In the early twentieth century it was estimated that only 200 Greater One-Horned rhinos remained in their native habitat. Luckily, Indian and Nepalese governments and wildlife authorities banded together to increase protection of this amazing and unique animal. There are now about 3,500 GOH rhinos, making them the only species to be increasing in number!  All rhino species need our protection, but the GOH rhino’s story can give us hope that positive change can happen.

World Rhino Day

You can visit both rhino species during an Up-Close Signature encounter! In honor of #WorldRhinoDay, symbolically adopt a rhino here.

Lowland Nyala

Written by: Blayne Selley

The first thing most people notice about Lowland Nyala is their striking red coat embellished with white stripes. Nyala’s stripes act as camouflage and are actually their best form of protection against predators like African painted dogs, hyenas, and leopards. These stripes mimic the sunlight peeking through the South African forests and riverbank thickets that nyala call home. Not only do the forests provide camouflage for nyala, but they also provide a balanced diet. Nyala are unique because they are both grazers and browsers, meaning they snack on both the grasses on the ground and the leaves, seeds, and fruits on the trees. Nyala can find food in a wide variety of locations and landscapes, making it easy for them to relocate and aiding in their year-round survival.

Another notable characteristic of nyala is their sexual dimorphism. This means that the males and females look completely different from one another. While the females display a beautiful copper-colored coat, the males feature a shaggy, gray coat and large spiral horns. The males are much larger than the females and are usually solitary, while the females stay in small herds. Both male and female nyala have large, bushy tails with a white underside. Nyala can flash this white underside of their tails as a warning sign to other members of their herd when danger is near. Nyala can also be heard communicating through vocalization that sounds very similar to a dog’s bark!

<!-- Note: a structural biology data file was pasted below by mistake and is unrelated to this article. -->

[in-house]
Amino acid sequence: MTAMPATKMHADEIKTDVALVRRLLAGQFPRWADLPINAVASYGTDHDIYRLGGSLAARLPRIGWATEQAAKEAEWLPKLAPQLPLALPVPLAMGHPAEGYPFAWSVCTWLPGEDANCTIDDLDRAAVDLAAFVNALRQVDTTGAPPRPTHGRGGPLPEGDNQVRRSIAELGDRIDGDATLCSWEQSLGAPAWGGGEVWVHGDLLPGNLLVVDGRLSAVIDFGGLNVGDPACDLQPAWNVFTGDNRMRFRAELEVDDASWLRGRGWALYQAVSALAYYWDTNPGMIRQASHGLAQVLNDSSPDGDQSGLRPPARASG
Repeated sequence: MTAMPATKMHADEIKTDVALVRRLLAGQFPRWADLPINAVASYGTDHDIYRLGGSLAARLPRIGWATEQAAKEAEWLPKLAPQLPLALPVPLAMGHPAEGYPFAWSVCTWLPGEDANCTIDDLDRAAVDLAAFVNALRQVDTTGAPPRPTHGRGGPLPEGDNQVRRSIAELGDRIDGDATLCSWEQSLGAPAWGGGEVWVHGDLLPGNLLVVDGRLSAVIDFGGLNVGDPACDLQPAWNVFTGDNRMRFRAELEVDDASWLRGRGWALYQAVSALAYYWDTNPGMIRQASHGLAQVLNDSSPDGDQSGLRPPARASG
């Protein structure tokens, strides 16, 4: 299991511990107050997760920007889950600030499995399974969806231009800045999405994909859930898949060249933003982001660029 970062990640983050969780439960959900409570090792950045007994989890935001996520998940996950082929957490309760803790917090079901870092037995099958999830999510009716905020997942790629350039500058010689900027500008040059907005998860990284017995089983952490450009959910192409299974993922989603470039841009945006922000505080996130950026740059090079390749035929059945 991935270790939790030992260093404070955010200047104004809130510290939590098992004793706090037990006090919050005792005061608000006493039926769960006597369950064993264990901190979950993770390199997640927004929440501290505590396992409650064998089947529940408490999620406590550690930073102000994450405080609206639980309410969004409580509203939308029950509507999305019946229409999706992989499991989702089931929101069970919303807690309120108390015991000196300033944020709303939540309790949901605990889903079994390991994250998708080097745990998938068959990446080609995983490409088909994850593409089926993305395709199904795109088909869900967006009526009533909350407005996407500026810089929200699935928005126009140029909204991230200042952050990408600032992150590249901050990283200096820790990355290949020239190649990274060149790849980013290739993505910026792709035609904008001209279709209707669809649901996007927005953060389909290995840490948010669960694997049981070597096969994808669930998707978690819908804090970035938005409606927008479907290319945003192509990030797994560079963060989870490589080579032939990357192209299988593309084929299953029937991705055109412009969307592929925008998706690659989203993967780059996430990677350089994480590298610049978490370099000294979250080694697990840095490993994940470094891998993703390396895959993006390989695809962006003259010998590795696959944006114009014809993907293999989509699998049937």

ZooTampa’s Africa section is home to a herd of six female and one male nyala. Recently, a new calf joined the herd – Miss Ohana! Ohana’s mom, Sahara, protects her by stashing her away in the bushes or low-lying trees, where she will spend most of her time for the first few weeks of her life. While it might be hard to spot Ohana for a while, the rest of the herd can be seen wandering around investigating new items, munching on leaves and grasses, and enjoying the shade of nearby trees.

Keep an eye out for these masters of disguise on your next visit to Africa! You can symbolically adopt a nyala here.

Lowland Nyala

Lowland Nyala

Fall Events

Summer was an exciting time at ZooTampa! After spending seven months in mom’s pouch, we officially got a full glimpse of Tampa’s newest furry resident, a healthy koala “joey”. The boy, named Sydney, is the first koala born at the Zoo and is part of our effort to conserve koalas through the Species Survival Plan. We also launched a new giraffe “meet and greet” experience that not only brings our guests eye-to-eye with the world’s tallest animal but also offers a unique opportunity to participate in a training session with one of our Animal Care professionals! These experiences highlight our mission to connect our guests with amazing animals that moves them to preserve and protect wildlife.

Looking ahead to autumn, the fun and adventures do not slow down. In September, we open our doors to members of The Florida Aquarium and MOSI as SWAPtember returns. This special benefit allows members of all three Tampa attractions to ‘swap’ memberships and experience all of the fun each has to offer! On the 21st of the month, we are proud to host the inaugural ZooTampa IRONKIDS presented by AdventHealth. The family event gives young athletes the thrill and excitement of competition while enjoying up-close interactions with some of the Zoo’s iconic animals.

Meanwhile, we‘ve started the transformation of the Zoo into Tampa Bay’s number one Halloween eerie family fright fest. The critically acclaimed Creatures of the Night returns on Fridays and Saturdays in October with more spooky scares and creepy frights for ghouls and goblins of all ages. The Zoo stays open late as a colorful cast of spooky characters, fearsome animals and immersive Halloween adventure zones take over to provide unforgettable eerie frights for the whole family. Unlike other Halloween events in the Tampa Bay area, ours is truly family-focused with just enough delightfully spooky and lighthearted startles to keep everyone laughing and entertained.

As we approach the end of the year, we look forward to the opening of the Sandy and Tom Callahan Center for Wildlife Conservation which will give guests a glimpse into the work we do to rescue, rehabilitate and care for animals from Florida and around the world. And, the year would not be complete without the return of one of Tampa’s most beloved holiday traditions, ZooTampa’s Christmas in the Wild. The event immerses guests into a world of seasonal cheer designed to create lasting holiday memories for the whole family.

It’s been a true “wild” year for us at ZooTampa and I remain grateful for the dedication of our team and enthusiastic support of our members and guests. I invite you to visit soon for memorable connections with wildlife and each other!